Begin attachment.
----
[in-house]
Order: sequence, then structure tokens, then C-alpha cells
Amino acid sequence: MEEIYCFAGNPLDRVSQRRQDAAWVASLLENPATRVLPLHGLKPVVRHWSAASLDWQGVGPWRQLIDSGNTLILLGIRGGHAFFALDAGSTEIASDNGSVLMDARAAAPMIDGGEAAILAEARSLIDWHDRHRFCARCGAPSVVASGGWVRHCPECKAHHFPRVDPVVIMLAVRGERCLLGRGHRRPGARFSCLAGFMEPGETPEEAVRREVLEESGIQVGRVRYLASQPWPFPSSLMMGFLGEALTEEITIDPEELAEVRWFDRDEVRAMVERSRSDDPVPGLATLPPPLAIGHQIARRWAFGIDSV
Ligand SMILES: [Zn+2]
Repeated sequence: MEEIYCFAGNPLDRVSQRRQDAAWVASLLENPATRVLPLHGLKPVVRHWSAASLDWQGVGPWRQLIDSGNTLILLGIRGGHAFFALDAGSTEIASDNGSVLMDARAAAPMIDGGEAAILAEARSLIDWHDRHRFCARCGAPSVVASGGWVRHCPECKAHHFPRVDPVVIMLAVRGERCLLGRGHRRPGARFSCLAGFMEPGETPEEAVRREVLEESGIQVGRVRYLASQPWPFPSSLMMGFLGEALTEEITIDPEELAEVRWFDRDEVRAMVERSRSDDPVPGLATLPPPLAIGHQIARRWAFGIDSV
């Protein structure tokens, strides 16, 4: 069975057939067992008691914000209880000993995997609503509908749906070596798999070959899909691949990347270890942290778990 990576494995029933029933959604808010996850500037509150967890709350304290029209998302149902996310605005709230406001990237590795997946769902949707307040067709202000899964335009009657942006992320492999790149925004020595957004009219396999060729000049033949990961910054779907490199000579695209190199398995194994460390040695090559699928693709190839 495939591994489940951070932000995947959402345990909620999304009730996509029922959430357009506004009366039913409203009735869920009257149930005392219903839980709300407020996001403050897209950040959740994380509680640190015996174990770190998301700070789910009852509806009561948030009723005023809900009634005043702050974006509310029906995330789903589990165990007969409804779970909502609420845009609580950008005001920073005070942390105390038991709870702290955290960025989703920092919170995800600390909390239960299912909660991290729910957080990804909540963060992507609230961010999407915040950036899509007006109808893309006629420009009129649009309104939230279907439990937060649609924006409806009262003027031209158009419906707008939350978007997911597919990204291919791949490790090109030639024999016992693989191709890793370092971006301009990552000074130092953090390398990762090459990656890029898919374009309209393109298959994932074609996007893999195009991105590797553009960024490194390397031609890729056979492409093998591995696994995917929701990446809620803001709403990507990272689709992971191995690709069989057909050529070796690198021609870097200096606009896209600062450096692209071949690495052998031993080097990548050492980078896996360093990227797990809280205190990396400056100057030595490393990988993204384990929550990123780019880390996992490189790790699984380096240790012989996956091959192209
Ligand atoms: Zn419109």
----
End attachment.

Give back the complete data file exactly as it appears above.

[in-house]
Order: sequence, then structure tokens, then C-alpha cells
Amino acid sequence: MEEIYCFAGNPLDRVSQRRQDAAWVASLLENPATRVLPLHGLKPVVRHWSAASLDWQGVGPWRQLIDSGNTLILLGIRGGHAFFALDAGSTEIASDNGSVLMDARAAAPMIDGGEAAILAEARSLIDWHDRHRFCARCGAPSVVASGGWVRHCPECKAHHFPRVDPVVIMLAVRGERCLLGRGHRRPGARFSCLAGFMEPGETPEEAVRREVLEESGIQVGRVRYLASQPWPFPSSLMMGFLGEALTEEITIDPEELAEVRWFDRDEVRAMVERSRSDDPVPGLATLPPPLAIGHQIARRWAFGIDSV
Ligand SMILES: [Zn+2]
Repeated sequence: MEEIYCFAGNPLDRVSQRRQDAAWVASLLENPATRVLPLHGLKPVVRHWSAASLDWQGVGPWRQLIDSGNTLILLGIRGGHAFFALDAGSTEIASDNGSVLMDARAAAPMIDGGEAAILAEARSLIDWHDRHRFCARCGAPSVVASGGWVRHCPECKAHHFPRVDPVVIMLAVRGERCLLGRGHRRPGARFSCLAGFMEPGETPEEAVRREVLEESGIQVGRVRYLASQPWPFPSSLMMGFLGEALTEEITIDPEELAEVRWFDRDEVRAMVERSRSDDPVPGLATLPPPLAIGHQIARRWAFGIDSV
């Protein structure tokens, strides 16, 4: 069975057939067992008691914000209880000993995997609503509908749906070596798999070959899909691949990347270890942290778990 990576494995029933029933959604808010996850500037509150967890709350304290029209998302149902996310605005709230406001990237590795997946769902949707307040067709202000899964335009009657942006992320492999790149925004020595957004009219396999060729000049033949990961910054779907490199000579695209190199398995194994460390040695090559699928693709190839 495939591994489940951070932000995947959402345990909620999304009730996509029922959430357009506004009366039913409203009735869920009257149930005392219903839980709300407020996001403050897209950040959740994380509680640190015996174990770190998301700070789910009852509806009561948030009723005023809900009634005043702050974006509310029906995330789903589990165990007969409804779970909502609420845009609580950008005001920073005070942390105390038991709870702290955290960025989703920092919170995800600390909390239960299912909660991290729910957080990804909540963060992507609230961010999407915040950036899509007006109808893309006629420009009129649009309104939230279907439990937060649609924006409806009262003027031209158009419906707008939350978007997911597919990204291919791949490790090109030639024999016992693989191709890793370092971006301009990552000074130092953090390398990762090459990656890029898919374009309209393109298959994932074609996007893999195009991105590797553009960024490194390397031609890729056979492409093998591995696994995917929701990446809620803001709403990507990272689709992971191995690709069989057909050529070796690198021609870097200096606009896209600062450096692209071949690495052998031993080097990548050492980078896996360093990227797990809280205190990396400056100057030595490393990988993204384990929550990123780019880390996992490189790790699984380096240790012989996956091959192209
Ligand atoms: Zn419109």